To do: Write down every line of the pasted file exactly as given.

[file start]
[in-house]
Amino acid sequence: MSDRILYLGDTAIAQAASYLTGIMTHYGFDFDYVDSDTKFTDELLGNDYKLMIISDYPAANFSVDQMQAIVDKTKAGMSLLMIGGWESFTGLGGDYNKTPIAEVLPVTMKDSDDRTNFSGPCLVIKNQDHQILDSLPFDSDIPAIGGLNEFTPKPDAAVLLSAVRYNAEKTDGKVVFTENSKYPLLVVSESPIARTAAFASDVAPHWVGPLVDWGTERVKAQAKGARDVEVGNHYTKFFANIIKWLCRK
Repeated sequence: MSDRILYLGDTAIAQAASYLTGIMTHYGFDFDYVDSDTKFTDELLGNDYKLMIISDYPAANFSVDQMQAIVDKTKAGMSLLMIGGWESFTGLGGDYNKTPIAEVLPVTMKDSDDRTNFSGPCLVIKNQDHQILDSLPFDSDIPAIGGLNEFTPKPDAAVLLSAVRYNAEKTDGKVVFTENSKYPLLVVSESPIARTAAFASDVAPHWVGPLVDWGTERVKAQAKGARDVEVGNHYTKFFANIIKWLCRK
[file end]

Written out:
[in-house]
Amino acid sequence: MSDRILYLGDTAIAQAASYLTGIMTHYGFDFDYVDSDTKFTDELLGNDYKLMIISDYPAANFSVDQMQAIVDKTKAGMSLLMIGGWESFTGLGGDYNKTPIAEVLPVTMKDSDDRTNFSGPCLVIKNQDHQILDSLPFDSDIPAIGGLNEFTPKPDAAVLLSAVRYNAEKTDGKVVFTENSKYPLLVVSESPIARTAAFASDVAPHWVGPLVDWGTERVKAQAKGARDVEVGNHYTKFFANIIKWLCRK
Repeated sequence: MSDRILYLGDTAIAQAASYLTGIMTHYGFDFDYVDSDTKFTDELLGNDYKLMIISDYPAANFSVDQMQAIVDKTKAGMSLLMIGGWESFTGLGGDYNKTPIAEVLPVTMKDSDDRTNFSGPCLVIKNQDHQILDSLPFDSDIPAIGGLNEFTPKPDAAVLLSAVRYNAEKTDGKVVFTENSKYPLLVVSESPIARTAAFASDVAPHWVGPLVDWGTERVKAQAKGARDVEVGNHYTKFFANIIKWLCRK